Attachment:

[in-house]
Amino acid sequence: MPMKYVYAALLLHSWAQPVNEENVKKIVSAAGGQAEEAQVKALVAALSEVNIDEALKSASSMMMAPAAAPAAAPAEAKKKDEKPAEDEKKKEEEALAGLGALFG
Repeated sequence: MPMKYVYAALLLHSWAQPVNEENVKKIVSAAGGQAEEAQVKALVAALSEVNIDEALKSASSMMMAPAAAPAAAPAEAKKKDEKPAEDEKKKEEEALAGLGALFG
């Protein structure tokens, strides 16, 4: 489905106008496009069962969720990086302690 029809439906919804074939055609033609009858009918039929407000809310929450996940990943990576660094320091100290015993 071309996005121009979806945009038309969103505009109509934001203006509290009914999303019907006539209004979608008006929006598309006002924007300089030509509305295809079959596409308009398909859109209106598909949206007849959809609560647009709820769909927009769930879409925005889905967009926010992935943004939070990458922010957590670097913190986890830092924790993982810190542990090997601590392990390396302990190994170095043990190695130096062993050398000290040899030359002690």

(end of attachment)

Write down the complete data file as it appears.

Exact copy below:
[in-house]
Amino acid sequence: MPMKYVYAALLLHSWAQPVNEENVKKIVSAAGGQAEEAQVKALVAALSEVNIDEALKSASSMMMAPAAAPAAAPAEAKKKDEKPAEDEKKKEEEALAGLGALFG
Repeated sequence: MPMKYVYAALLLHSWAQPVNEENVKKIVSAAGGQAEEAQVKALVAALSEVNIDEALKSASSMMMAPAAAPAAAPAEAKKKDEKPAEDEKKKEEEALAGLGALFG
């Protein structure tokens, strides 16, 4: 489905106008496009069962969720990086302690 029809439906919804074939055609033609009858009918039929407000809310929450996940990943990576660094320091100290015993 071309996005121009979806945009038309969103505009109509934001203006509290009914999303019907006539209004979608008006929006598309006002924007300089030509509305295809079959596409308009398909859109209106598909949206007849959809609560647009709820769909927009769930879409925005889905967009926010992935943004939070990458922010957590670097913190986890830092924790993982810190542990090997601590392990390396302990190994170095043990190695130096062993050398000290040899030359002690």